In this episode I’m gonna be answering a really common question that I get asked from folks wanting to get into some training. And this is, will training make my hips bigger? Some of us will train for different reasons, all of which are perfectly fine! And so is training for smaller hips.
And I get it. When we already have challenging feelings about certain parts of our bodies, the last thing we want to do is make it more prominent.
Especially when we’re trying a new thing like getting active and doing the things that can be so beneficial to both our physical and mental health.
Now I have some good news friends. Because…
Training isn’t gonna make your hips bigger.
But depending on how your body has developed, it also may not really decrease your hip size either.
The thing about hips is…
Folks that have experienced an estrogen puberty will have had their hips widen to some extent. And this is going to be to different for each of us depending on things like our genetics, stored body fat and density of fat receptors around our hips.
While it’s impossible to reduce their size based on your bone structure. It’s important to remember that training can help reduce the size of your hips by reducing the amount of fat stored around them.
Which is commonly what makes them appear wider than they may actually be.
Now I get that there is a common misconception that training is going to make a person bulky and this can contribute to the concern that training may make your hips bigger.
The truth is, it takes a specific type of training to build muscle mass. Which means, if you’re not training that way, then you’re not gonna bulk up around your hips. Or anywhere else really.
Though it is very likely that you’ll build lean muscle mass from training. That is nothing to fear.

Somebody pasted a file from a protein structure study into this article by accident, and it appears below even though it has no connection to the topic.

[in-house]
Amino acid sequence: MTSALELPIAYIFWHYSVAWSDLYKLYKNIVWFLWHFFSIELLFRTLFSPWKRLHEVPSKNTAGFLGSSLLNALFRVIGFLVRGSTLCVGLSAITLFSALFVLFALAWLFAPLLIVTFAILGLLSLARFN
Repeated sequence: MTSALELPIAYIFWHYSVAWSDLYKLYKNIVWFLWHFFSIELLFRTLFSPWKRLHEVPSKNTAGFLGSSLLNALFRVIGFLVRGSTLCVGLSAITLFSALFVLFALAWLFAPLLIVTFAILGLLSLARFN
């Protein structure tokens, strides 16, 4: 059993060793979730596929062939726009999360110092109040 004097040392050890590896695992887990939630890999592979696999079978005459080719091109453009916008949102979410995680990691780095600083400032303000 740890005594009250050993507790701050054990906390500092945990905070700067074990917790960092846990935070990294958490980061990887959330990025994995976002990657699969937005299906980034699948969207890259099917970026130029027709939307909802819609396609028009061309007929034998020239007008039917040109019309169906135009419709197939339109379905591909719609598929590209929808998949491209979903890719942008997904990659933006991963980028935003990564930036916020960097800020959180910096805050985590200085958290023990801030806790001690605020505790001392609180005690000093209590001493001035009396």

So you want smaller hips?
If you’re someone that has wider hips, getting active can work to help you reduce their size. It can also help to change your overall body shape which in turn will change your overall appearance.
Height plays a part!
As I mentioned a moment ago, training isn’t going to inherently make you bulky. But your height does influence muscle bulk to a certain extent.
This is because the distance our muscles span across our skeletons differ based on our height. In other words our muscle mass distribution over a certain surface area is going to be greater or lesser.
To use myself as an example, I’m 6 foot tall and kind of noodly and long. When I started training I really wanted bulkier muscles. But I have always found it a challenge. Not to grow muscles but to build a lot of mass. This is because of said noodly-ness.
When our muscles have a shorter distance to span, there is a great volume of muscle within a certain surface area. This is not to say a person with shorter limbs has more muscle, just that it can appear bulkier because there is more over a smaller distance.
This is something to keep in mind if you wanna begin to train, or have been training but still find it to be a concern.